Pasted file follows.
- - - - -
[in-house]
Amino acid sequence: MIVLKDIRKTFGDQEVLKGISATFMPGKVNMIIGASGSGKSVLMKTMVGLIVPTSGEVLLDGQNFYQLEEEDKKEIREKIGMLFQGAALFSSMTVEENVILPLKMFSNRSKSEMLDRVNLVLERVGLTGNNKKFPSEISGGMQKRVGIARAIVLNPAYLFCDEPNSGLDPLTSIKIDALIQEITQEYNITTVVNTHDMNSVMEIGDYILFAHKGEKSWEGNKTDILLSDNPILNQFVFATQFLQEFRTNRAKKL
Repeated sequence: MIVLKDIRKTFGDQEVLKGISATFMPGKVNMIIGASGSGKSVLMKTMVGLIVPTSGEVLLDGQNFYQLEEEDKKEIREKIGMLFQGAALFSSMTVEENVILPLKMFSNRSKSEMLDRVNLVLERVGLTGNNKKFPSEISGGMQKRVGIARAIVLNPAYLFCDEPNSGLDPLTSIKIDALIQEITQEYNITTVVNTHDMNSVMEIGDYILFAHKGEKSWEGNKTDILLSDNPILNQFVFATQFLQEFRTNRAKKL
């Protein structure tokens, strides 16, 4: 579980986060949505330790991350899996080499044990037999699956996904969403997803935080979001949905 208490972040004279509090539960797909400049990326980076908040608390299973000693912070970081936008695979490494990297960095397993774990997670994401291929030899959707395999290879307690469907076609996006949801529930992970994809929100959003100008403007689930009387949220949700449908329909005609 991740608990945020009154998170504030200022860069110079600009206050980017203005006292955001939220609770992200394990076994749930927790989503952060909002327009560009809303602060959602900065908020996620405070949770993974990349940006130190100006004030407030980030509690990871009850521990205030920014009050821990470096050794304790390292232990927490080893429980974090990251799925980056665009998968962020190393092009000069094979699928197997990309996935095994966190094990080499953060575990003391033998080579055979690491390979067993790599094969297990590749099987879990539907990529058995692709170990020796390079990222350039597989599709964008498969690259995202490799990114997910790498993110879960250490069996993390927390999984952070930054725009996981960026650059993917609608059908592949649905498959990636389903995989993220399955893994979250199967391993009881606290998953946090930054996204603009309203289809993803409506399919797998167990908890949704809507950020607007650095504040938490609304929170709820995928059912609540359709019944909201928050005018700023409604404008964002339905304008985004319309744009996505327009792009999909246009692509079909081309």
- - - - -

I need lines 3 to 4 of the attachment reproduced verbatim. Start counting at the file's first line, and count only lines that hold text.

Repeated sequence: MIVLKDIRKTFGDQEVLKGISATFMPGKVNMIIGASGSGKSVLMKTMVGLIVPTSGEVLLDGQNFYQLEEEDKKEIREKIGMLFQGAALFSSMTVEENVILPLKMFSNRSKSEMLDRVNLVLERVGLTGNNKKFPSEISGGMQKRVGIARAIVLNPAYLFCDEPNSGLDPLTSIKIDALIQEITQEYNITTVVNTHDMNSVMEIGDYILFAHKGEKSWEGNKTDILLSDNPILNQFVFATQFLQEFRTNRAKKL
């Protein structure tokens, strides 16, 4: 579980986060949505330790991350899996080499044990037999699956996904969403997803935080979001949905 208490972040004279509090539960797909400049990326980076908040608390299973000693912070970081936008695979490494990297960095397993774990997670994401291929030899959707395999290879307690469907076609996006949801529930992970994809929100959003100008403007689930009387949220949700449908329909005609 991740608990945020009154998170504030200022860069110079600009206050980017203005006292955001939220609770992200394990076994749930927790989503952060909002327009560009809303602060959602900065908020996620405070949770993974990349940006130190100006004030407030980030509690990871009850521990205030920014009050821990470096050794304790390292232990927490080893429980974090990251799925980056665009998968962020190393092009000069094979699928197997990309996935095994966190094990080499953060575990003391033998080579055979690491390979067993790599094969297990590749099987879990539907990529058995692709170990020796390079990222350039597989599709964008498969690259995202490799990114997910790498993110879960250490069996993390927390999984952070930054725009996981960026650059993917609608059908592949649905498959990636389903995989993220399955893994979250199967391993009881606290998953946090930054996204603009309203289809993803409506399919797998167990908890949704809507950020607007650095504040938490609304929170709820995928059912609540359709019944909201928050005018700023409604404008964002339905304008985004319309744009996505327009792009999909246009692509079909081309």